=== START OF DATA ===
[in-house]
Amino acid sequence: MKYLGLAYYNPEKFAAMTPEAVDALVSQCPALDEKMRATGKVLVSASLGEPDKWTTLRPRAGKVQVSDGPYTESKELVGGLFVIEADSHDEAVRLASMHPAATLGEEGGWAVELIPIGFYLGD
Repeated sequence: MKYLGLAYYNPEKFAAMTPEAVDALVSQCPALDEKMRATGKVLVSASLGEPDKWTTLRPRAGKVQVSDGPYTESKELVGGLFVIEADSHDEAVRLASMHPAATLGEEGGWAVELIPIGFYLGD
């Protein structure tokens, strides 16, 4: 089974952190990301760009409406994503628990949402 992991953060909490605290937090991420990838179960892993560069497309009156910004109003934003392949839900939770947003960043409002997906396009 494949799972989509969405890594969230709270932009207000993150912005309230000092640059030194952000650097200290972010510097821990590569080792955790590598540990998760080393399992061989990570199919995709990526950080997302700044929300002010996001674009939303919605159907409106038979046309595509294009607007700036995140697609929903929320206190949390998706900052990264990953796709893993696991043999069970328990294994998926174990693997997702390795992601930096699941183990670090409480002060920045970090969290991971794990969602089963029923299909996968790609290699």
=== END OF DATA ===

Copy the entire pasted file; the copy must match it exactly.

[in-house]
Amino acid sequence: MKYLGLAYYNPEKFAAMTPEAVDALVSQCPALDEKMRATGKVLVSASLGEPDKWTTLRPRAGKVQVSDGPYTESKELVGGLFVIEADSHDEAVRLASMHPAATLGEEGGWAVELIPIGFYLGD
Repeated sequence: MKYLGLAYYNPEKFAAMTPEAVDALVSQCPALDEKMRATGKVLVSASLGEPDKWTTLRPRAGKVQVSDGPYTESKELVGGLFVIEADSHDEAVRLASMHPAATLGEEGGWAVELIPIGFYLGD
């Protein structure tokens, strides 16, 4: 089974952190990301760009409406994503628990949402 992991953060909490605290937090991420990838179960892993560069497309009156910004109003934003392949839900939770947003960043409002997906396009 494949799972989509969405890594969230709270932009207000993150912005309230000092640059030194952000650097200290972010510097821990590569080792955790590598540990998760080393399992061989990570199919995709990526950080997302700044929300002010996001674009939303919605159907409106038979046309595509294009607007700036995140697609929903929320206190949390998706900052990264990953796709893993696991043999069970328990294994998926174990693997997702390795992601930096699941183990670090409480002060920045970090969290991971794990969602089963029923299909996968790609290699």